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How to get the dictionary key by using the dictionary value?

when getting the value using the key its like this:

Dictionary<int, string> dic = new Dictionary<int, string>();

dic.Add(1, "a");

Console.WriteLine(dic[1]);
Console.ReadLine();

How to do the opposite?

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possible duplicate of Getting key of value of a generic Dictionary? – bluish Oct 16 '14 at 15:45
up vote 45 down vote accepted

A dictionary is really intended for one way lookup from Key->Value.

You can do the opposite use LINQ:

var keysWithMatchingValues = dic.Where(p => p.Value == "a").Select(p => p.Key);

foreach(var key in keysWithMatchingValues)
    Console.WriteLine(key);

Realize that there may be multiple keys with the same value, so any proper search will return a collection of keys (which is why the foreach exists above).

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1  
ack, beat me by 35 seconds! :) – John Gardner Oct 23 '10 at 0:53
    
I'm going to guess that this is probably faster than a for each through keyvaluepairs but isn't faster than reversing the dictionary around huh? I'll have to bench it myself just to see out of curiosity but it would be faster just making the dictionary different right? – user999999928 Mar 10 '14 at 21:31
1  
@user999999928 This is basically the same as doing a foreach though the dictionary. If you are going to be doing a lot of lookups, building a "reversed" dictionary (which requires a collection for value) would make lookups faster, but insertions/changes would need to be handled in both. – Reed Copsey Mar 10 '14 at 21:37

Brute force.

        int key = dic.Where(kvp => kvp.Value == "a").Select(kvp => kvp.Key).FirstOrDefault();
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+1 For Brute Force ;) – Paulie Waulie Feb 26 '13 at 17:34
3  
int key = dic.FirstOrDefault(kvp => kvp.Value == "a").Key; – cilerler Mar 23 '13 at 4:36
    
that will throw an exception if there's no key with that value, though. (FirstOrDefault returns null, you take .Key of null) – John Gardner Jun 12 '15 at 19:47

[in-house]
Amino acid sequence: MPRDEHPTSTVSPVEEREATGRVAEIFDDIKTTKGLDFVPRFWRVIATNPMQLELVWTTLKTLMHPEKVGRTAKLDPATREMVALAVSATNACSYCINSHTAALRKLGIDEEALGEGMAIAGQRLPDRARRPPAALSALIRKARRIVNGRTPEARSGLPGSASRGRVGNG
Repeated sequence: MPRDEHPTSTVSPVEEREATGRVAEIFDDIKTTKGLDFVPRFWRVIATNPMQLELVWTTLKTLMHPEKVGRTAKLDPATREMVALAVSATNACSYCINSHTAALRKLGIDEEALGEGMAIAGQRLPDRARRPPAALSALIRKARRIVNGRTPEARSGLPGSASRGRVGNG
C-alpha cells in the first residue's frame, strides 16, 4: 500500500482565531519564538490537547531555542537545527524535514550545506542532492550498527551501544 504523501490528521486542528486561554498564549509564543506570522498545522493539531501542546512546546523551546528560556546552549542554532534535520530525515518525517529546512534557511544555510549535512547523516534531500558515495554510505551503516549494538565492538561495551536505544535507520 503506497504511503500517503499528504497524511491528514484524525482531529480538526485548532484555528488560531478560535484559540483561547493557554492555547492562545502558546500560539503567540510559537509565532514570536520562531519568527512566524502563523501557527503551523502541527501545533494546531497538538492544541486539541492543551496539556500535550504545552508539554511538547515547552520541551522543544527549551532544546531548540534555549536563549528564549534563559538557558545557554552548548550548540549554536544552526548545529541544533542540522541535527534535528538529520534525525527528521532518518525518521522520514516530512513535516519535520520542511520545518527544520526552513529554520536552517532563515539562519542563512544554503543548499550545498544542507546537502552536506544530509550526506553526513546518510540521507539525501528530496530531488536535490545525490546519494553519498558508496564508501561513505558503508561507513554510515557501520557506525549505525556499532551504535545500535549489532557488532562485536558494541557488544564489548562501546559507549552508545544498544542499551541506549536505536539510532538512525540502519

You can also use the following extension method to get key from dictionary by value

public static class Extensions
{
    public static bool TryGetKey<K, V>(this IDictionary<K, V> instance, V value, out K key)
    {
        foreach (var entry in instance)
        {
            if (!entry.Value.Equals(value))
            {
                continue;
            }
            key = entry.Key;
            return true;
        }
        key = default(K);
        return false;
    }
}

the usage is also so simple

int key = 0;
if (myDictionary.TryGetKey("twitter", out key))
{
    // successfully got the key :)
}
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+1) as zain is telling a new way to implement this through Extension Methods. – Singleton Nov 4 '10 at 8:32

easy way for get one key:

    public static TKey GetKey<TKey,TValue>(Dictionary<TKey, TValue> dictionary, TValue Value)
    {
        List<TKey> KeyList = new List<TKey>(dictionary.Keys);
        foreach (TKey key in KeyList)
            if (dictionary[key].Equals(Value))
                return key;
        throw new KeyNotFoundException();
    }

and for multiples keys:

    public static TKey[] GetKeys<TKey, TValue>(Dictionary<TKey, TValue> dictionary, TValue Value)
    {
        List<TKey> KeyList = new List<TKey>(dictionary.Keys);
        List<TKey> FoundKeys = new List<TKey>();
        foreach (TKey key in KeyList)
            if (dictionary[key].Equals(Value))
                FoundKeys.Add(key);
        if (FoundKeys.Count > 0)
            return FoundKeys.ToArray();
        throw new KeyNotFoundException();
    }
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